Symptoms of Dieffenbachia Poisoning

by on September 10th, 2012
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Dieffenbachia houseplants, typically known as the dumb cane, are a group of about 30 perennial known for their foliage. They grow four feet tall with cane-like stems and large leaves. Colors can vary widely, some are dark green or light green and may have white, cream, or yellow markings. When the leaves are ingested, poisoning can occur. Both oxalic acid and asparagine are found in this houseplant, compounds that are both poisonous upon ingesting.


The signs of poisoning from this houseplant include diarrhea, eye pain, cornea damage, burning in the throat or mouth, hoarse voice, swelling of the tongue or mouth, nausea, and vomiting.


While calling poison control and emergency health personnel, wipe out the mouth of the one that ingested the plant. Use a wet cold cloth and give milk to drink afterward. Try to know the amount of the plant ingested and how long ago it was ingested. The doctors will begin to monitor their vital signs and treat their symptoms. They may receive IV fluids and breathing support. Typically, the outcome for these types of poisoning is good. However, there are a few cases where ingesting dumb cane plants can cause swelling that will block the airways. This will be a severe complication.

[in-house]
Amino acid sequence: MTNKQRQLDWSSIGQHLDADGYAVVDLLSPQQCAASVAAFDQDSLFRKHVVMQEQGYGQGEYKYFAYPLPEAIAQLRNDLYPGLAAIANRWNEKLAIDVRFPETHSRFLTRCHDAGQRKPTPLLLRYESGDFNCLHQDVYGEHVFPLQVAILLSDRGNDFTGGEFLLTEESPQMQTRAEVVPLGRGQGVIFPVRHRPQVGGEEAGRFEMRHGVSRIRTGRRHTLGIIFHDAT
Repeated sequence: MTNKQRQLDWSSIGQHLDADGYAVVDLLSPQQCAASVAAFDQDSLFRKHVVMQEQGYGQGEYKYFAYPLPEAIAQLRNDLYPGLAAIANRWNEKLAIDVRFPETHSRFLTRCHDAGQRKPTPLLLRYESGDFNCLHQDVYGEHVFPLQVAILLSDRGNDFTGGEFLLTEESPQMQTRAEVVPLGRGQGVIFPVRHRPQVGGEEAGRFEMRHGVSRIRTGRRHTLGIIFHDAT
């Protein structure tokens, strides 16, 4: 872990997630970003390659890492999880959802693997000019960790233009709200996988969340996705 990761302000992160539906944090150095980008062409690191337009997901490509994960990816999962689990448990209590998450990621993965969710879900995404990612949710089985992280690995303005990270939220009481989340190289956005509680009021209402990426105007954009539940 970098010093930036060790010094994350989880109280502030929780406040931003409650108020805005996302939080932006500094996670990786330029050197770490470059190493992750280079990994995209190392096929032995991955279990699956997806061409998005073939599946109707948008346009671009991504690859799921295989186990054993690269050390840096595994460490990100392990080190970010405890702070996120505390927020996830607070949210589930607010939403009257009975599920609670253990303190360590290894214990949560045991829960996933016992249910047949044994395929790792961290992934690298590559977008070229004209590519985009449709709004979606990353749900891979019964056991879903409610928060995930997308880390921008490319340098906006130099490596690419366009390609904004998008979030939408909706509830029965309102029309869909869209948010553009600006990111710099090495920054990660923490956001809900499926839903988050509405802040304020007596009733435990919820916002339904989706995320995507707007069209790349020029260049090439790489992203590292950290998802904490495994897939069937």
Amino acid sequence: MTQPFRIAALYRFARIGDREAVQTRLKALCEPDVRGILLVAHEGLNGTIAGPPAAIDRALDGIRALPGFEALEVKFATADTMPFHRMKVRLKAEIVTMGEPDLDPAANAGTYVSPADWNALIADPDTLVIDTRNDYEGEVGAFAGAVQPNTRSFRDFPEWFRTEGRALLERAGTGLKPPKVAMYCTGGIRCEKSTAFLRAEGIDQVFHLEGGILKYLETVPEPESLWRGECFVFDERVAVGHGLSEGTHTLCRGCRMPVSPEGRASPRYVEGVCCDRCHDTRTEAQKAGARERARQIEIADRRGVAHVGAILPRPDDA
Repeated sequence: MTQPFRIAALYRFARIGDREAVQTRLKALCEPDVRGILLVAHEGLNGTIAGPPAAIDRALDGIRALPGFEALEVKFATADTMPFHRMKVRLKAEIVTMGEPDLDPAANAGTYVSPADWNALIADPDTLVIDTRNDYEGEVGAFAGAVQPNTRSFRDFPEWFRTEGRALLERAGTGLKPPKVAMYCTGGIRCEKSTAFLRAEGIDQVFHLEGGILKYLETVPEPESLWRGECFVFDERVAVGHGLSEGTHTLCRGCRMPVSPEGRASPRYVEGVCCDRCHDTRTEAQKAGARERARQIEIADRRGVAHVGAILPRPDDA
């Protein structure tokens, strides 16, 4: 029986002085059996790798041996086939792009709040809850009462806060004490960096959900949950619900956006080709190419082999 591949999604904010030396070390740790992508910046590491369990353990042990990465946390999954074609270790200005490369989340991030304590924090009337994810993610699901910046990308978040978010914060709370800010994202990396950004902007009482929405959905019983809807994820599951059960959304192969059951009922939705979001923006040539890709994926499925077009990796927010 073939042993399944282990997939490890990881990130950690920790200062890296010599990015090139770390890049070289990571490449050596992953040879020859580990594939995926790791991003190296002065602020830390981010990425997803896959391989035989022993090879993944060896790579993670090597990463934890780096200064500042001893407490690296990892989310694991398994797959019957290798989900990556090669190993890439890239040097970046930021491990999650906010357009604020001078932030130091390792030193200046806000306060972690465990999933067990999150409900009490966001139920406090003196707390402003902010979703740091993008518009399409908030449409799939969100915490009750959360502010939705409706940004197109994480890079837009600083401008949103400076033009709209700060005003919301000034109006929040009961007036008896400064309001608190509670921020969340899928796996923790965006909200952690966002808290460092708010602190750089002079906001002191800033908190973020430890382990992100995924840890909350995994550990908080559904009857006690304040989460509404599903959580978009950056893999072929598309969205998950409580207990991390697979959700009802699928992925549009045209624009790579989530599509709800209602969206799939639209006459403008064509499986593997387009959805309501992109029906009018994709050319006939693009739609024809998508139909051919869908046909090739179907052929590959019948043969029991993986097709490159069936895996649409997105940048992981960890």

The severity of the poisoning will depend on the patient that ingested it, what type of health they are in, etc. The severity also depends on how much of the plant was eaten and how far off treatment is delayed.

Source:, ADAM Medical Encyclopedia

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